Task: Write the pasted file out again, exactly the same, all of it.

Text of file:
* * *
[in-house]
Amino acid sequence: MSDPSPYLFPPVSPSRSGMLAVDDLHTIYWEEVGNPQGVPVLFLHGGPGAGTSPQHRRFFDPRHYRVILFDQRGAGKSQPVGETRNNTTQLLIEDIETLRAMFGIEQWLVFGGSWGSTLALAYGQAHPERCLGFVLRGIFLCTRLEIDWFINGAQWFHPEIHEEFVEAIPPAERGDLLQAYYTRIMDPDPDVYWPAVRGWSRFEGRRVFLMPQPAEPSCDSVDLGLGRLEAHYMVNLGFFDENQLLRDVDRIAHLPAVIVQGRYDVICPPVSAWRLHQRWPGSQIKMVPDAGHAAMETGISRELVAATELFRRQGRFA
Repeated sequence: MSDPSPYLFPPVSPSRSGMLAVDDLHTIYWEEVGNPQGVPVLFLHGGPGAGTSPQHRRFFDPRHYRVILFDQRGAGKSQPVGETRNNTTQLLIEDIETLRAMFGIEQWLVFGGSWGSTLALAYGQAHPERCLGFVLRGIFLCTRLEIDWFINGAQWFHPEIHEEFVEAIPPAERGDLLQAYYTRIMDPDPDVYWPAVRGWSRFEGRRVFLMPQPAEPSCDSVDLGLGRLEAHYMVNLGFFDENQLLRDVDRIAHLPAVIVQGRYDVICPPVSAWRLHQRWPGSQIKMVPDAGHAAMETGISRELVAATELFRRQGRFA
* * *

[in-house]
Amino acid sequence: MSDPSPYLFPPVSPSRSGMLAVDDLHTIYWEEVGNPQGVPVLFLHGGPGAGTSPQHRRFFDPRHYRVILFDQRGAGKSQPVGETRNNTTQLLIEDIETLRAMFGIEQWLVFGGSWGSTLALAYGQAHPERCLGFVLRGIFLCTRLEIDWFINGAQWFHPEIHEEFVEAIPPAERGDLLQAYYTRIMDPDPDVYWPAVRGWSRFEGRRVFLMPQPAEPSCDSVDLGLGRLEAHYMVNLGFFDENQLLRDVDRIAHLPAVIVQGRYDVICPPVSAWRLHQRWPGSQIKMVPDAGHAAMETGISRELVAATELFRRQGRFA
Repeated sequence: MSDPSPYLFPPVSPSRSGMLAVDDLHTIYWEEVGNPQGVPVLFLHGGPGAGTSPQHRRFFDPRHYRVILFDQRGAGKSQPVGETRNNTTQLLIEDIETLRAMFGIEQWLVFGGSWGSTLALAYGQAHPERCLGFVLRGIFLCTRLEIDWFINGAQWFHPEIHEEFVEAIPPAERGDLLQAYYTRIMDPDPDVYWPAVRGWSRFEGRRVFLMPQPAEPSCDSVDLGLGRLEAHYMVNLGFFDENQLLRDVDRIAHLPAVIVQGRYDVICPPVSAWRLHQRWPGSQIKMVPDAGHAAMETGISRELVAATELFRRQGRFA